After significantly torturing him, the Penguin takes Sharkey to the zoo, where Batman finally catches up with him. The Penguin pushes a greased up Sharkey into the tiger pit, where Batman is barely able to save his life. The Penguin escapes the scene, and Batman carries Sharkey off to the hospital, confused but not too concerned about what Penguin's motivations were.
Appearing in "When is a Door: The Secret Origin of The Riddler"
- Steve Jones and his News Crew
- Book Worm (Mentioned only)
- King Tut (Mentioned only)
- Marsha, Queen of Diamonds (Mentioned only)
- Egg Head (Mentioned only)
- Gotham City
- The Giant Prop Warehouse
- The Giant Prop Warehouse
Synopsis for "When is a Door: The Secret Origin of The Riddler"
Jones and his crew visit the Finger Junkyard, which is run by an elderly and now-paroled Riddler. The Riddler taunts and teases the crew with the junkyard's massive props and a variety of nonsensical riddles, and gloomily comments on how Gotham's criminals have become more and more violent as of late, but steadfastly refuses to reveal anything concrete about his own origins.
Eventually, Jones and his crew leave, deciding that the interview was a waste of time. One of Jones' crew, however, notes that the Riddler would make an excellent talk-show host.
Appearing in "Two-Face"
- Dalton Perry (Single appearance)
- Sal Maroni (Cameo)
Synopsis for "Two-Face"
An impressive multilayered exploration of the psychology of Two-Face as his estranged wife, Mrs. Grace Dent, is a guest on a talk show as she fleshes out his background (his parents died in a boating accident when he was young, so he became obsessed with the law, parallelling his origins with those of Batman) and tells her side of a recent story involving her husband. Mrs. Dent narrates the tale of a prisoner named Dalton Perry, who was one of Harvey Dent's final convictions as District Attorney and served his entire eight-year sentence in solitary confinement, nursing his grudge against Harvey. Upon release, Perry storms the old Dent house where Grace still lived and prepares to burn down the house with her in it, but Two-Face finally crashes in and saves the day after some soul-searching. Pretty heartbreaking ending, with the Dents' reunion shortlived thanks to the coin and yet both still yearning for each other, as Grace believes that one day Harvey will come back to her and leave Two-Face behind.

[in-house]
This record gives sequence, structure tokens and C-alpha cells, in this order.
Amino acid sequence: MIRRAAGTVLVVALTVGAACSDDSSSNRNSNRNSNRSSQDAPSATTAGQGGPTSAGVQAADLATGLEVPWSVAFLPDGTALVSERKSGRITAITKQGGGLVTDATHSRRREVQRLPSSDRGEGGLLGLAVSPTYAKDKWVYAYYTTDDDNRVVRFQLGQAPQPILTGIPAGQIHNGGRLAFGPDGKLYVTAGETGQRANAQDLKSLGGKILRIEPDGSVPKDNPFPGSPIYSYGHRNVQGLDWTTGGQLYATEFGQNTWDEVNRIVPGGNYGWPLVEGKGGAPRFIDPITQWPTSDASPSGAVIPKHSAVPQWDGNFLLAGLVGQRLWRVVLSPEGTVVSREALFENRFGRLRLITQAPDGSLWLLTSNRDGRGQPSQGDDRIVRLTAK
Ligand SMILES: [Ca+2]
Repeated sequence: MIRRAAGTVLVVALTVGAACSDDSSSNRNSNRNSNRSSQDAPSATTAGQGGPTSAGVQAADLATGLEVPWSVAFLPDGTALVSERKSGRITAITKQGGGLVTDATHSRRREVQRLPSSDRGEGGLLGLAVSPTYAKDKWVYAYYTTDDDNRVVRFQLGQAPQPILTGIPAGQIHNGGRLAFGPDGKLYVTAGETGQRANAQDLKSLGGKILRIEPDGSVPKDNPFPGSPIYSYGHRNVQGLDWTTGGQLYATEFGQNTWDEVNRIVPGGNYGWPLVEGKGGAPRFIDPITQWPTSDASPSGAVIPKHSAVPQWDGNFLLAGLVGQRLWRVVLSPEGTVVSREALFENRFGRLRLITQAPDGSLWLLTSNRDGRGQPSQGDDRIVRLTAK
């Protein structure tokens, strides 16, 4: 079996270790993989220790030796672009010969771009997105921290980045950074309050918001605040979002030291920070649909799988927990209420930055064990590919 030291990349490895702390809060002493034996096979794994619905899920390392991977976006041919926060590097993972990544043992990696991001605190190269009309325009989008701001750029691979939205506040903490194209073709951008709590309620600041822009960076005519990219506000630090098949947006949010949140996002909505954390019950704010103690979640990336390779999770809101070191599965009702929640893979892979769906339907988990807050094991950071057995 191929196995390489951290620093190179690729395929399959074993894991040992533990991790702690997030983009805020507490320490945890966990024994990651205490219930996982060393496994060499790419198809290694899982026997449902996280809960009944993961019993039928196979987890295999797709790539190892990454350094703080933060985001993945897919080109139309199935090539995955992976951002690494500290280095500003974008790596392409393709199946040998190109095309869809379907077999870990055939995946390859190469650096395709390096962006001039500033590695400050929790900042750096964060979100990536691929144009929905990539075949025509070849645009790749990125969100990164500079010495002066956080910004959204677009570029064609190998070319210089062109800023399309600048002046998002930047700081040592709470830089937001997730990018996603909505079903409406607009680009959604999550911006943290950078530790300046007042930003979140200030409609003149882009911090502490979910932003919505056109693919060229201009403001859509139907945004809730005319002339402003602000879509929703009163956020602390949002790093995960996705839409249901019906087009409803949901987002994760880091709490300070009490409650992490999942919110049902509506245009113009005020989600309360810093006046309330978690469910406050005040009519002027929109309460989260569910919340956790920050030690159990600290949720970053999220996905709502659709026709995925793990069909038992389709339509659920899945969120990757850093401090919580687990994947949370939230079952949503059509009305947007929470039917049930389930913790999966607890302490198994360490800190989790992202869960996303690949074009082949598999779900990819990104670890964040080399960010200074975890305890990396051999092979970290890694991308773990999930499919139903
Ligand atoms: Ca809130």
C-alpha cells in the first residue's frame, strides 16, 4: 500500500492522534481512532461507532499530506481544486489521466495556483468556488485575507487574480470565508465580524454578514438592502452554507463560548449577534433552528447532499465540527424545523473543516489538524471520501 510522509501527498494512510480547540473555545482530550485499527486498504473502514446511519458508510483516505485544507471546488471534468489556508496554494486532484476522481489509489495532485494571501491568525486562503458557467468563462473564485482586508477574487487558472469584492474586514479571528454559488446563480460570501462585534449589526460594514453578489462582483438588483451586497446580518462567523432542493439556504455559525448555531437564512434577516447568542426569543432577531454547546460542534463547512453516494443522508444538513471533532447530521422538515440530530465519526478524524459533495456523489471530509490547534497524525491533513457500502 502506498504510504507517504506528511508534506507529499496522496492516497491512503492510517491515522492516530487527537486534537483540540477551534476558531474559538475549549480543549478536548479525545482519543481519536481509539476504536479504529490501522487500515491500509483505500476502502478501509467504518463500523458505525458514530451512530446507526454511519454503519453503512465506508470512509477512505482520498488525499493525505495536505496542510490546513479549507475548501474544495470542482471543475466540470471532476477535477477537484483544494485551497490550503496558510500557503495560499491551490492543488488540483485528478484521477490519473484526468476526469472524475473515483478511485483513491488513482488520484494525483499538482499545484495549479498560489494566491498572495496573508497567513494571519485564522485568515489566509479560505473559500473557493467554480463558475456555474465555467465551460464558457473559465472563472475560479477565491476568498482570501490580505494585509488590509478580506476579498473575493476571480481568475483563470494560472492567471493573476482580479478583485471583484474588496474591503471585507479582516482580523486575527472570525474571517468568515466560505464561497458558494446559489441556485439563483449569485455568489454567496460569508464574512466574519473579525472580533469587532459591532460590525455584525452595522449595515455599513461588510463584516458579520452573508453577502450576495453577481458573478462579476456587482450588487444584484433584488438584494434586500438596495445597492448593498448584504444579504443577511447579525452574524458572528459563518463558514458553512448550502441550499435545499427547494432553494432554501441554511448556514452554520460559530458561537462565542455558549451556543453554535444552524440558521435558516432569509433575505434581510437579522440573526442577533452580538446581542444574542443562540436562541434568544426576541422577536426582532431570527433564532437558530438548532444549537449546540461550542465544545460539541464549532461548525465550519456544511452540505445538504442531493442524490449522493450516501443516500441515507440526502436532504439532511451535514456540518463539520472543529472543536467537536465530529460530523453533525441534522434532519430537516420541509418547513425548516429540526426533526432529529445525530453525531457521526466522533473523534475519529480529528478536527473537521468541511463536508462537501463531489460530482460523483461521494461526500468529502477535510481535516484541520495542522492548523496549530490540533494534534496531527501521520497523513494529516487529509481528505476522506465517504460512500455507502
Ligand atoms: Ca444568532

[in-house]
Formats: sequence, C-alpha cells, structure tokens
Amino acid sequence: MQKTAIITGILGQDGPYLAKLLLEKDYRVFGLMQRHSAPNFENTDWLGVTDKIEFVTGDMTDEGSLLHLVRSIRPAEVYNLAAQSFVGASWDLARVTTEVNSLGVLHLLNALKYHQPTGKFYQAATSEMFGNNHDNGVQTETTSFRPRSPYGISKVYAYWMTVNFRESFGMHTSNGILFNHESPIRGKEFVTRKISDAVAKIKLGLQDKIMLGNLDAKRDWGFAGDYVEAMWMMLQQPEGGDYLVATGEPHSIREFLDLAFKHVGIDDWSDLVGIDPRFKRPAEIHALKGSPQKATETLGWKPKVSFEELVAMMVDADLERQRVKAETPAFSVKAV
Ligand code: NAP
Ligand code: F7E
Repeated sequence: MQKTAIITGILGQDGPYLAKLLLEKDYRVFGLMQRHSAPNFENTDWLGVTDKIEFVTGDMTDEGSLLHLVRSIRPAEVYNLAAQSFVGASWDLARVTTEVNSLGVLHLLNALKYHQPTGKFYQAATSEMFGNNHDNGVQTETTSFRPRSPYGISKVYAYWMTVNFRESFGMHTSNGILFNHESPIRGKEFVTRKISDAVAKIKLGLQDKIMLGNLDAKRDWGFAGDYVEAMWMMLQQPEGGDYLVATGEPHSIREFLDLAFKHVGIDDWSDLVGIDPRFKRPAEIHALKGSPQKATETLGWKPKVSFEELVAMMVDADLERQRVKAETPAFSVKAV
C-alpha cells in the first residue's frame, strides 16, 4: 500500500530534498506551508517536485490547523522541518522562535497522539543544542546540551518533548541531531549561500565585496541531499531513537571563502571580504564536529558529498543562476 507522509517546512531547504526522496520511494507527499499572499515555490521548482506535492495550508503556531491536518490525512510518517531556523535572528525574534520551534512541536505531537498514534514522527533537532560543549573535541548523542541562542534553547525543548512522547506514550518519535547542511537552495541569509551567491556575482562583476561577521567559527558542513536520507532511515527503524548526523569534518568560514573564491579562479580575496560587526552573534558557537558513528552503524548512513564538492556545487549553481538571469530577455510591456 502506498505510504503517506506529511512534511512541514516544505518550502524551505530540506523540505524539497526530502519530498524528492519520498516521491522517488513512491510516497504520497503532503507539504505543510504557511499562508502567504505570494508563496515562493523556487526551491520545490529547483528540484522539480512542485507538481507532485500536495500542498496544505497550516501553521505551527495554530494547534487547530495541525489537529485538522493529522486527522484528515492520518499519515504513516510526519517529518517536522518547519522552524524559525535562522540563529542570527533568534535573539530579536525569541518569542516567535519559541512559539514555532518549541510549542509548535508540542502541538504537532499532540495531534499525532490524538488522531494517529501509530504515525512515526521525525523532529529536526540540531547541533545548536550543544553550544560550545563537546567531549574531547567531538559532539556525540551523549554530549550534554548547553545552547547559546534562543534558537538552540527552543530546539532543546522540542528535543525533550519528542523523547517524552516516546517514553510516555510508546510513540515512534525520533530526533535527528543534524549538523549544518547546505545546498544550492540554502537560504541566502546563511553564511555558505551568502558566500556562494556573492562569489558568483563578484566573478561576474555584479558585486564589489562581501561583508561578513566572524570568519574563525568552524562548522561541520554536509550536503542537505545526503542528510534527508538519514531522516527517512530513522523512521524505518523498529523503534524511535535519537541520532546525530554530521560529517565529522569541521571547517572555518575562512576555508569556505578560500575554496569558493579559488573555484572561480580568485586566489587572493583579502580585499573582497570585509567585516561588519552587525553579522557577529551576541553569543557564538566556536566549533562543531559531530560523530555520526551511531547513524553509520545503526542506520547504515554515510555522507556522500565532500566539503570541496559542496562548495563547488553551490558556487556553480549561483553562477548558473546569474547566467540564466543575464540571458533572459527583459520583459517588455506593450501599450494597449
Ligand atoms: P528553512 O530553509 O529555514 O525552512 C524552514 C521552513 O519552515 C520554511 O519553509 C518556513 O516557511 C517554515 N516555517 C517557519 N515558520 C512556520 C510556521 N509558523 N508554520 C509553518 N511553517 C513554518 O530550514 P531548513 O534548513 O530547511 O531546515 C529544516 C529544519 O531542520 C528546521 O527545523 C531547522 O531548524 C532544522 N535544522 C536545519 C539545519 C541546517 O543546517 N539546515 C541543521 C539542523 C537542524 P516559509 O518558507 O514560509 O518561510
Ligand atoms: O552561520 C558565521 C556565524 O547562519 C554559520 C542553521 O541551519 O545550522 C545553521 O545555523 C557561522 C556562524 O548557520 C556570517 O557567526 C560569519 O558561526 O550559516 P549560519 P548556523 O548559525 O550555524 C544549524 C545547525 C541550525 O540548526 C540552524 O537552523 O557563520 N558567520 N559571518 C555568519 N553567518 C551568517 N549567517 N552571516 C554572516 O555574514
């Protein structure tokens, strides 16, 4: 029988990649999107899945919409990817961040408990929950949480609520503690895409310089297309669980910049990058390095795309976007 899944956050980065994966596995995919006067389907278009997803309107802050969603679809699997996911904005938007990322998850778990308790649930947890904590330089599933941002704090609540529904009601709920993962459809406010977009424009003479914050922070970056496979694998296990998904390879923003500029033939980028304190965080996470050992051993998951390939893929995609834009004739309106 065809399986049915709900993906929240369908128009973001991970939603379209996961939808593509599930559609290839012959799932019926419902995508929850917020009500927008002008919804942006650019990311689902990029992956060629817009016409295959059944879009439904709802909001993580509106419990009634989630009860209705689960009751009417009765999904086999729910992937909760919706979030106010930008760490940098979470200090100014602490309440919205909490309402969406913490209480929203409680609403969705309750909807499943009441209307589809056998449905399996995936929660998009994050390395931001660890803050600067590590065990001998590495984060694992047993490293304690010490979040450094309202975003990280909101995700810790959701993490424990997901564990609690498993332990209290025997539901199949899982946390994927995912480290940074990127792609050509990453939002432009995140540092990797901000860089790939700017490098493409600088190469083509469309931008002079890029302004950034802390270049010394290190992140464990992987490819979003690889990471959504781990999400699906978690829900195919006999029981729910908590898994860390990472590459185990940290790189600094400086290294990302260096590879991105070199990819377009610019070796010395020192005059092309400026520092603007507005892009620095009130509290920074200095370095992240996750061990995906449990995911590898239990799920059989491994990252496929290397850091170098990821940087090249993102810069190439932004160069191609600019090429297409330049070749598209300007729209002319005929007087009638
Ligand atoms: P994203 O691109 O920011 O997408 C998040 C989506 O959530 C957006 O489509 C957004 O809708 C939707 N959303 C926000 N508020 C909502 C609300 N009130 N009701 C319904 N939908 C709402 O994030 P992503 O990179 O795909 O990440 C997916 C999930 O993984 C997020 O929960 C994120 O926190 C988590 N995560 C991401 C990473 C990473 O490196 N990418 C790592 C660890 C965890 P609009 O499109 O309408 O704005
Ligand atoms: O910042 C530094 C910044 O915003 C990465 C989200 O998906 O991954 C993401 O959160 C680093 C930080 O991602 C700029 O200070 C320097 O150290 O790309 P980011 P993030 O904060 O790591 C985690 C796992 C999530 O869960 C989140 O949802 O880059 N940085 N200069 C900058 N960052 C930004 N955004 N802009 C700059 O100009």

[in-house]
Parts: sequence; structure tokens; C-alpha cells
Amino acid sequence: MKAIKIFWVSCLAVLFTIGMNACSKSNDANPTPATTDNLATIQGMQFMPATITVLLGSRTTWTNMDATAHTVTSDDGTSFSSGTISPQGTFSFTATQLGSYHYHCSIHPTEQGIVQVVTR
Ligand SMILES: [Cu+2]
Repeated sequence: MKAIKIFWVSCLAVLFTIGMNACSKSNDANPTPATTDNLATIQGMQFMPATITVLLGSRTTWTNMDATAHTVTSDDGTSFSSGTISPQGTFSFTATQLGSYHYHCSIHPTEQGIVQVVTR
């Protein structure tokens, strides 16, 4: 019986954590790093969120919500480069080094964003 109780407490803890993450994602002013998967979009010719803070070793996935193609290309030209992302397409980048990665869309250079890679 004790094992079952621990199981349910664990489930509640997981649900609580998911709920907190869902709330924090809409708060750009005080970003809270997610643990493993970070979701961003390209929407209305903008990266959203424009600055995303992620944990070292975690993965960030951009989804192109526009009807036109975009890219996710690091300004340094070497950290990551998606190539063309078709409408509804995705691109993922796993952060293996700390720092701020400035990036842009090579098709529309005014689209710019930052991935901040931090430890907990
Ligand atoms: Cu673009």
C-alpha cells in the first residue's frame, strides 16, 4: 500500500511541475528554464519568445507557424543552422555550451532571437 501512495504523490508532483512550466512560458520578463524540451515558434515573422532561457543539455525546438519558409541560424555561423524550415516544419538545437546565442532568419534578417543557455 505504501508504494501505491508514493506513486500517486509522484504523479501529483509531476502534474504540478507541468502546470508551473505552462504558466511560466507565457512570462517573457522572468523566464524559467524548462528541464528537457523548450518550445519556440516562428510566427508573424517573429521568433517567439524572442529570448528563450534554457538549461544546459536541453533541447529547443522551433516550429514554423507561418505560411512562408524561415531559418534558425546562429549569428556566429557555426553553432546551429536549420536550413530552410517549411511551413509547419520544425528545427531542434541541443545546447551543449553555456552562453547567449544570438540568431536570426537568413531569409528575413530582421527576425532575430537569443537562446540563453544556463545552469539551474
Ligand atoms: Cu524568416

- Material from this issue has been reprinted in the following:
- "Original Sins" and "When Is A Door" in Batman: Whatever Happened to the Caped Crusader?
- The untitled Two-Face story in Two-Face: A Celebration of 75 Years.
- The entire issue in Batman: Featuring Two-Face and the Riddler and The DC Universe By Neil Gaiman.
- The "deluxe" edition of The DC Universe By Neil Gaiman also reuses this issue's cover-art.
- A "Dr. Chilton" is mentioned as Arkham Asylum's head administrator - almost certainly a reference to Frederick Chilton of the Hannibal Lecter franchise.
- The Giant Prop Warehouse in The Riddler's story is called "Finger Yard" as a reference to Batman's co-creator, Bill Finger, who liked to include giant props in his stories during the Golden and Silver Ages.